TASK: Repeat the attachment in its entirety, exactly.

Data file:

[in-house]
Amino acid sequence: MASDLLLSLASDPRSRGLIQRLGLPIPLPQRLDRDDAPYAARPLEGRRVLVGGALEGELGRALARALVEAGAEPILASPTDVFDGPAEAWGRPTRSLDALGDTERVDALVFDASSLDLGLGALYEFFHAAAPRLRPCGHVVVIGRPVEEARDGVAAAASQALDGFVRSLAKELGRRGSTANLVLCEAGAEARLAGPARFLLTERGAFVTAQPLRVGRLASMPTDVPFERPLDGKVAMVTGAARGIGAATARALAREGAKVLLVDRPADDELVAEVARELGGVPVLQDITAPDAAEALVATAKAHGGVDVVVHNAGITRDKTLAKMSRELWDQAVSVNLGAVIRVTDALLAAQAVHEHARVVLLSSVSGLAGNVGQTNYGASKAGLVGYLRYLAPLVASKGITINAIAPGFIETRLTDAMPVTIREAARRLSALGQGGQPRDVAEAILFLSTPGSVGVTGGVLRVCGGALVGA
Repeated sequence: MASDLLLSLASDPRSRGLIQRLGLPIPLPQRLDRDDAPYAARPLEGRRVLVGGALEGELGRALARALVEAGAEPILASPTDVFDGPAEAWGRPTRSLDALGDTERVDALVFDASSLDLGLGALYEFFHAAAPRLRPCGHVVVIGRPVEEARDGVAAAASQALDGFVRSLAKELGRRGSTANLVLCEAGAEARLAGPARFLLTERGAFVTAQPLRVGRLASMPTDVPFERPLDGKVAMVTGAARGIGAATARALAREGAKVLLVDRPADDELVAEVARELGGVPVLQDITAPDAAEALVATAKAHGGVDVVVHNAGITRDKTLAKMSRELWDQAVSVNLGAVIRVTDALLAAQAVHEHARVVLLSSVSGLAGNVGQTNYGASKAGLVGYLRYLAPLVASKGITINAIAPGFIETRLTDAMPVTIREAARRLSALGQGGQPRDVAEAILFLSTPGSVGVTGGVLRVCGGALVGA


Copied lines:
[in-house]
Amino acid sequence: MASDLLLSLASDPRSRGLIQRLGLPIPLPQRLDRDDAPYAARPLEGRRVLVGGALEGELGRALARALVEAGAEPILASPTDVFDGPAEAWGRPTRSLDALGDTERVDALVFDASSLDLGLGALYEFFHAAAPRLRPCGHVVVIGRPVEEARDGVAAAASQALDGFVRSLAKELGRRGSTANLVLCEAGAEARLAGPARFLLTERGAFVTAQPLRVGRLASMPTDVPFERPLDGKVAMVTGAARGIGAATARALAREGAKVLLVDRPADDELVAEVARELGGVPVLQDITAPDAAEALVATAKAHGGVDVVVHNAGITRDKTLAKMSRELWDQAVSVNLGAVIRVTDALLAAQAVHEHARVVLLSSVSGLAGNVGQTNYGASKAGLVGYLRYLAPLVASKGITINAIAPGFIETRLTDAMPVTIREAARRLSALGQGGQPRDVAEAILFLSTPGSVGVTGGVLRVCGGALVGA
Repeated sequence: MASDLLLSLASDPRSRGLIQRLGLPIPLPQRLDRDDAPYAARPLEGRRVLVGGALEGELGRALARALVEAGAEPILASPTDVFDGPAEAWGRPTRSLDALGDTERVDALVFDASSLDLGLGALYEFFHAAAPRLRPCGHVVVIGRPVEEARDGVAAAASQALDGFVRSLAKELGRRGSTANLVLCEAGAEARLAGPARFLLTERGAFVTAQPLRVGRLASMPTDVPFERPLDGKVAMVTGAARGIGAATARALAREGAKVLLVDRPADDELVAEVARELGGVPVLQDITAPDAAEALVATAKAHGGVDVVVHNAGITRDKTLAKMSRELWDQAVSVNLGAVIRVTDALLAAQAVHEHARVVLLSSVSGLAGNVGQTNYGASKAGLVGYLRYLAPLVASKGITINAIAPGFIETRLTDAMPVTIREAARRLSALGQGGQPRDVAEAILFLSTPGSVGVTGGVLRVCGGALVGA